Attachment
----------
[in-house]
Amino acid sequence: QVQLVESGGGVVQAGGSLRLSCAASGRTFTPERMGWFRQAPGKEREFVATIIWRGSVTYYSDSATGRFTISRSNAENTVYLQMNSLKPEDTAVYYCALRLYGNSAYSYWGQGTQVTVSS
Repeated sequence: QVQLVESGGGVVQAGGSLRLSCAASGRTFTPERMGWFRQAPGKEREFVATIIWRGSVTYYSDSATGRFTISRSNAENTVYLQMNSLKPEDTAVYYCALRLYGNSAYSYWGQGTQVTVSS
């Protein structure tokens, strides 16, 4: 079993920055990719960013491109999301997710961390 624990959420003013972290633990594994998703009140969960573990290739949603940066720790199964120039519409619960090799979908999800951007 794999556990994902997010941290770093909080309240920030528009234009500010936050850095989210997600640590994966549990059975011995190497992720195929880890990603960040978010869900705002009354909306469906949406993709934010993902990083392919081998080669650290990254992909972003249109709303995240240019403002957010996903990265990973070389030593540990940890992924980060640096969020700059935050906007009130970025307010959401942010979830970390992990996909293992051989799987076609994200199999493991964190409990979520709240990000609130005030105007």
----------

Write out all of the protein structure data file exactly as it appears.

[in-house]
Amino acid sequence: QVQLVESGGGVVQAGGSLRLSCAASGRTFTPERMGWFRQAPGKEREFVATIIWRGSVTYYSDSATGRFTISRSNAENTVYLQMNSLKPEDTAVYYCALRLYGNSAYSYWGQGTQVTVSS
Repeated sequence: QVQLVESGGGVVQAGGSLRLSCAASGRTFTPERMGWFRQAPGKEREFVATIIWRGSVTYYSDSATGRFTISRSNAENTVYLQMNSLKPEDTAVYYCALRLYGNSAYSYWGQGTQVTVSS
């Protein structure tokens, strides 16, 4: 079993920055990719960013491109999301997710961390 624990959420003013972290633990594994998703009140969960573990290739949603940066720790199964120039519409619960090799979908999800951007 794999556990994902997010941290770093909080309240920030528009234009500010936050850095989210997600640590994966549990059975011995190497992720195929880890990603960040978010869900705002009354909306469906949406993709934010993902990083392919081998080669650290990254992909972003249109709303995240240019403002957010996903990265990973070389030593540990940890992924980060640096969020700059935050906007009130970025307010959401942010979830970390992990996909293992051989799987076609994200199999493991964190409990979520709240990000609130005030105007």